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Have the Taliban really evolved?

The Taliban are now the de facto leadership entity in Afghanistan. They have managed to reverse 20 years of democratization of Afghanistan in a matter of a month to be precise. The group has become more pragmatic, and it has become much better at public relations. But that does not mean the Taliban have altered their worldview or their goals, and their victory this week may reinforce that.

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After the withdrawal of foreign forces from Afghanistan and the establishment of the Taliban government, new concepts like “evolution of Taliban” or “changed Taliban” emerged in the media. People started asking questions of whether the Taliban have really evolved after all these years of conflict and whether they’ve matured enough to handle Afghanistan as rulers.

It is inevitable that Taliban authorities cannot behave in the same ‘medieval’ manner they used to during the time of their first regime in the 1990s. Yes, some of the elements of the Taliban have considerably changed but not their basic and core fundamentals, one of which is the enforcement of Sharia law in the country.

Read more: How US is taking note of Russia’s pragmatic stance towards the Taliban?

Taliban and Shia community

One indicator that shows a glimpse of evolution in Taliban mindset is that during the holy month of Muharram Taliban authorities did not just allow Hazaras to preforms their mourning, rallies, and gatherings but provided security to them and some senior Taliban members even attended their events to show solidarity and unity with them.

This was something that was not highlighted in the media as much as it should have been. Whether call this rare incident a public relations stunt or have the Taliban really evolved, is unknown but it was surely going in favor of the Taliban in the context of their international recognition efforts.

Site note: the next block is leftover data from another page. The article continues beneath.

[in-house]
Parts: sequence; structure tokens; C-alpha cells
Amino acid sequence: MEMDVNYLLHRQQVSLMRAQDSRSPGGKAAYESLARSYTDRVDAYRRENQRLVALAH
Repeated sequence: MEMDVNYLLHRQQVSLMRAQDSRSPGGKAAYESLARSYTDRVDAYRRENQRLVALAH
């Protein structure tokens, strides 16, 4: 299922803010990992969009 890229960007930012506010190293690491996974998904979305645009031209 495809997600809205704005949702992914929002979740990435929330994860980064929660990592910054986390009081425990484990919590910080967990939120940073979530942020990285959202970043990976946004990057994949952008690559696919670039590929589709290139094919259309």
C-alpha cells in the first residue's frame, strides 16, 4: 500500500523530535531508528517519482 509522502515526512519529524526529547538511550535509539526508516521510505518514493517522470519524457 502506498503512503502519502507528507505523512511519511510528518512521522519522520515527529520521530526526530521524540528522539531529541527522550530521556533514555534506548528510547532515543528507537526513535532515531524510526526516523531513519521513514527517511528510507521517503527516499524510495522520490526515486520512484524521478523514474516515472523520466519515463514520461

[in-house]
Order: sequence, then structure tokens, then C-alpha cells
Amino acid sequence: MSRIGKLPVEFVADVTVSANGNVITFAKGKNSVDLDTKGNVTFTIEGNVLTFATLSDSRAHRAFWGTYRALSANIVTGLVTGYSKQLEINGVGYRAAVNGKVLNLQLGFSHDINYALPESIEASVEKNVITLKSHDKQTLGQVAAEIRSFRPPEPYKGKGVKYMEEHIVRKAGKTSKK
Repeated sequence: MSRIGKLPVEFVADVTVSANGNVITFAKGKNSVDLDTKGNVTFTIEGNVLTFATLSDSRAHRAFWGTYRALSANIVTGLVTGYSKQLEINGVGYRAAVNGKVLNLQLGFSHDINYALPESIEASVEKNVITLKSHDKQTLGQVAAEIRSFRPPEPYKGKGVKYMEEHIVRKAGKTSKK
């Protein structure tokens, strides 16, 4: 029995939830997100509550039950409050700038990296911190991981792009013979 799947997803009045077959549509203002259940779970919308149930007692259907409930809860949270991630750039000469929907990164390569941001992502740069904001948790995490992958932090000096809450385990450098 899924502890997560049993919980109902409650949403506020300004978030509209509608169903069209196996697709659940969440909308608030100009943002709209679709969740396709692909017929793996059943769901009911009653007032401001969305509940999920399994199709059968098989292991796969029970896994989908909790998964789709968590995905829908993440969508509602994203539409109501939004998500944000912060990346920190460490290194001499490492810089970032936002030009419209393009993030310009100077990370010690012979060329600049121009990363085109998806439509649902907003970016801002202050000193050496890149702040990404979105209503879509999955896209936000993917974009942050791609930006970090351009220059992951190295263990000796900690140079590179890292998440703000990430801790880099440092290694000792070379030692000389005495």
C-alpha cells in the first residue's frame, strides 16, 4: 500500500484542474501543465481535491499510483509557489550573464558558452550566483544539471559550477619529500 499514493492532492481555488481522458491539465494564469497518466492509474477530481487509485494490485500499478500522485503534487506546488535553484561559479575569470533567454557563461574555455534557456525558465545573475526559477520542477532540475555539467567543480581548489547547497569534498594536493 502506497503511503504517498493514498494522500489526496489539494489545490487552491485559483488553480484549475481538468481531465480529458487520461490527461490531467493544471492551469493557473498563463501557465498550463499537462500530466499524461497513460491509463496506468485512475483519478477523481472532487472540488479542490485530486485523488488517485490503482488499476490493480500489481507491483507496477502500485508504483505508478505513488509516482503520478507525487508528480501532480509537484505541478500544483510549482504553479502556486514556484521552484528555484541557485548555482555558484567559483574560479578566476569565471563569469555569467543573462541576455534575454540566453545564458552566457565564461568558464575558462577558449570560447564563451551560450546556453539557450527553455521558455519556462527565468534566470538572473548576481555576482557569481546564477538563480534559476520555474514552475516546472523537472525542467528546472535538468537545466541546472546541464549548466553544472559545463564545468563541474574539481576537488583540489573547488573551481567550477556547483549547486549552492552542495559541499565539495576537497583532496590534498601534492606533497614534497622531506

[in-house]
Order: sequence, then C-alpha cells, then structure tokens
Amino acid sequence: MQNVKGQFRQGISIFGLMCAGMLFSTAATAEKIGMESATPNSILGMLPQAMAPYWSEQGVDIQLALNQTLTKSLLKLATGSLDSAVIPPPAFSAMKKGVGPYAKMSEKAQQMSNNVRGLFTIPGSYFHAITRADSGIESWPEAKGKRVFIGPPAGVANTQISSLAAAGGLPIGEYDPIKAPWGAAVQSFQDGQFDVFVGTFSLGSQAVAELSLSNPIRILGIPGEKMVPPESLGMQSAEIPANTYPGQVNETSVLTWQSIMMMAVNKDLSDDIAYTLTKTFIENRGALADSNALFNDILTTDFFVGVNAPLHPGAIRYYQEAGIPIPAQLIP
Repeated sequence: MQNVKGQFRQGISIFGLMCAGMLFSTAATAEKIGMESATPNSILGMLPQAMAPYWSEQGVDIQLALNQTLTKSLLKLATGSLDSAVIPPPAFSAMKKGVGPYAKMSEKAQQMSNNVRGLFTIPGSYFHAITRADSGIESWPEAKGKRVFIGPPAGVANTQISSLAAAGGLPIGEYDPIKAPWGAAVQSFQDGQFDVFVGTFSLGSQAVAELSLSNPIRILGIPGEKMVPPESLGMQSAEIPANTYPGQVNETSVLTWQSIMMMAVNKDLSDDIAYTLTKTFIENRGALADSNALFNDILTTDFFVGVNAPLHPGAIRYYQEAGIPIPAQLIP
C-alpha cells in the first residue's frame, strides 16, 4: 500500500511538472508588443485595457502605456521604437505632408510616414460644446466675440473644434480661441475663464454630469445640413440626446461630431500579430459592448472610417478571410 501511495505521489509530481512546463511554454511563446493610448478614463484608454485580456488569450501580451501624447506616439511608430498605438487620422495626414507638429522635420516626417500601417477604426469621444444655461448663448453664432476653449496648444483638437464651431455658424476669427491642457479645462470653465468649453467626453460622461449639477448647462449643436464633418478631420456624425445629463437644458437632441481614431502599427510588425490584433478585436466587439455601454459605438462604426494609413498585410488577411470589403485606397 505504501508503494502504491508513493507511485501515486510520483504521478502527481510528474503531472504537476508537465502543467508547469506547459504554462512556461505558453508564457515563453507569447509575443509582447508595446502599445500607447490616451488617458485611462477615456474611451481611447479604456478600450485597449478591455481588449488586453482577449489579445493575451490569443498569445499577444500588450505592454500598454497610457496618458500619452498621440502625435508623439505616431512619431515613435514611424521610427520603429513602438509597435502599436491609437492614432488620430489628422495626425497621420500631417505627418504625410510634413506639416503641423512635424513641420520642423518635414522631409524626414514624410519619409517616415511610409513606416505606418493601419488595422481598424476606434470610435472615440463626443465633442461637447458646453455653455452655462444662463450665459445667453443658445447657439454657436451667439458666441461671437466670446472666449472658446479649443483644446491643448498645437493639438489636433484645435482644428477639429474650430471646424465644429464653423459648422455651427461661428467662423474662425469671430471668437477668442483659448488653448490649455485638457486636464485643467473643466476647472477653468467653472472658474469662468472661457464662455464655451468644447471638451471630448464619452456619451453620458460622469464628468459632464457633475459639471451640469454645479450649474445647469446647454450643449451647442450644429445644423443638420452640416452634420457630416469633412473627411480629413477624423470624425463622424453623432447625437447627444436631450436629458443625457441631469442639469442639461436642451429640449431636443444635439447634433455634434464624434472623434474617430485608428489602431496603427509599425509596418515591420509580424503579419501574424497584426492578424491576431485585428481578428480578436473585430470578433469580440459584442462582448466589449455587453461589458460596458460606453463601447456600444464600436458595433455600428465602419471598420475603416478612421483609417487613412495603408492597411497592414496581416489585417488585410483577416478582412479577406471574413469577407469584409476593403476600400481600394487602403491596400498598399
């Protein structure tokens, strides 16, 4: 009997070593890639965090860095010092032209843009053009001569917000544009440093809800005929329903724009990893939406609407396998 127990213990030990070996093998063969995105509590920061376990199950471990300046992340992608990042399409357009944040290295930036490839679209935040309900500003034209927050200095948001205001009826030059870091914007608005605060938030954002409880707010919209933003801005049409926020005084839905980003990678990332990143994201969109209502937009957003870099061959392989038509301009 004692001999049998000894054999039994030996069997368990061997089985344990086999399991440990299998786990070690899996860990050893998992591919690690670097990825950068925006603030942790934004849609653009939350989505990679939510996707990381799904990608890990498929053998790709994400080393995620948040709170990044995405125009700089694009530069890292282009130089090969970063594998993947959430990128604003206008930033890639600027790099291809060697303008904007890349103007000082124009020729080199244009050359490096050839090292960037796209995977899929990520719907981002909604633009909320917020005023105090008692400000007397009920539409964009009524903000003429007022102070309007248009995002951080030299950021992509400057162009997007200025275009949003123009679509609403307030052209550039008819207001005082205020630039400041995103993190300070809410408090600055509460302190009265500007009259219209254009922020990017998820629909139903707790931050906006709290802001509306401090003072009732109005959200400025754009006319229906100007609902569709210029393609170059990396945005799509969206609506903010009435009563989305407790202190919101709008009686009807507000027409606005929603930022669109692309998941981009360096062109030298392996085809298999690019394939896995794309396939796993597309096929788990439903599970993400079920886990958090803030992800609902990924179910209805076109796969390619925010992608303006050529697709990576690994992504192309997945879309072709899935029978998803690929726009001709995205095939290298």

Formation of an inclusive government

Another indicator that might show whether the Taliban have a changed mindset is the formation of an inclusive government. Although both the Taliban and the international community agree to the fact that Afghanistan’s future government will be inclusive in nature but the exact definition of “inclusive” seems to be a rather subjective term. On multiple diplomatic levels and peace meetings, Taliban officials have endorsed the formation of inclusive government but according to them, an inclusive government is where every ethnicity’s representation is present in the government which to some extent the current interim government is comprised of.

On the other hand, according to the international community, an inclusive government means the inclusion of other political parties in the Taliban government. Many reporters and journalists have asked Taliban authorities about the matter but the Taliban seem to hold the same position that, we have an inclusive government with Tajiks, Uzbeks, Hazaras, Nuristanis, and many others’ representation but if you expect us to include opposition political parties, wherein the democratic world is opposition part of the government? A rather fair argument.

Read more: Taliban style diplomacy: From militants to diplomats

Taliban and women rights

Women’s rights such as the right to education and the right to employment are also some of the most speculative topics in Afghanistan. During an intra-Afghan dialogue hosted by Moscow back in 2019, a female journalist asked then head of Qatar political office Sher Mohamad Abbas Stanakzai about women’s rights. Stanzaki stated that “we (Taliban) have no problem with women rights such as the right to have education, right to employment, right to property, right to have family and so on but it all must be given under the supervision of the Islamic Sharia law”.

On the topic of women’s rights to have jobs, according to the interim government, 70% of female health workers are back in hospitals and clinics and are actively performing their duties. But other jobs have not yet been resumed due to security issues in the country according to them.